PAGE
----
THE BLACK CAMEL (1931)
Article #1311 by Dave Sindelar
Viewing Date: 10-16-2004
Posting Date: 3-15-2005
Directed by Hamilton MacFadden
Featuring Warner Oland, Bela Lugosi, Robert Young
Charlie Chan investigates the murder of an actress in Honolulu.
Fantastic aspects: Slight. They largely consist of the presence of certain actors associated with horror, and a sequence involving a crystal ball.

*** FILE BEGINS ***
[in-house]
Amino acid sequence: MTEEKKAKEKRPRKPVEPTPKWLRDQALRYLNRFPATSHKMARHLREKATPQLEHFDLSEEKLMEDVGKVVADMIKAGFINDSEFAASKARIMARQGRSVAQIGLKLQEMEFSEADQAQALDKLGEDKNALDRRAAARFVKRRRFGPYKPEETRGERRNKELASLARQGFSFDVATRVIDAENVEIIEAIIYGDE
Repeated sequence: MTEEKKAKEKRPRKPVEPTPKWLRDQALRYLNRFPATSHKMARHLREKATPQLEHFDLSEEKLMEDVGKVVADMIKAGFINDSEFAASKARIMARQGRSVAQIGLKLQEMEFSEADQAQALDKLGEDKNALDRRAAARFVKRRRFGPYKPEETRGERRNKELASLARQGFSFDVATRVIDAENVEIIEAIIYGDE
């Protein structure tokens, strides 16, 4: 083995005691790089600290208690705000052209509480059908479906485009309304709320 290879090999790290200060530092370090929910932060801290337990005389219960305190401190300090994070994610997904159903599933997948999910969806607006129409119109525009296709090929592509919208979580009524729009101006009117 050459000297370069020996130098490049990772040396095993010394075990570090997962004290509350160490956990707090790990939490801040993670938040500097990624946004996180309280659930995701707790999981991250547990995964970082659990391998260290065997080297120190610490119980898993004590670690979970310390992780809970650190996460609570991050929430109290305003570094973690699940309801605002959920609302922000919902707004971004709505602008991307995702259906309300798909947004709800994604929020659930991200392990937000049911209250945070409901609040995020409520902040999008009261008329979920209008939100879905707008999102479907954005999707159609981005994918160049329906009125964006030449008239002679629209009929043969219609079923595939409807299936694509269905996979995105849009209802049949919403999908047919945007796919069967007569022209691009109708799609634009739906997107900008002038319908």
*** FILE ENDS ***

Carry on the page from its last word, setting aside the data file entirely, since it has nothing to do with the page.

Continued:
This may be an important movie historically. Not only does it appear to be the earliest surviving of the Warner Oland Charlie Chan movies, but it may be the first time a horror star was cast as a red herring in a mystery. I base this assumption on the fact that Bela Lugosi was the first horror star (yes, Lon Chaney predated him, but he was never really a “horror star” per se, nor do I think he was ever used as a red herring in a mystery), and this movie gives him a very high credit, indicating that it must have been made after he gained fame in DRACULA. Actually, he’s well used in this movie; he’s given a lot more to do than to give sinister glowers, and DRACULA fans will also be happy to see that Dwight Frye is on hand as well. This one is a lot of fun, with Oland quite hilarious at times. He’s assisted by a rather dim helper named Kashimo rather than his number one son, but we do have a great sequence with Chan at home with his family (which is quite large), and makes a great comment about escaping the frustrations of family life to the calm and peace of solving murders. Hamilton MacFadden (who directed) plays a movie director in the movie, and a young Robert Young (no relation to Old Robert Old) also appears.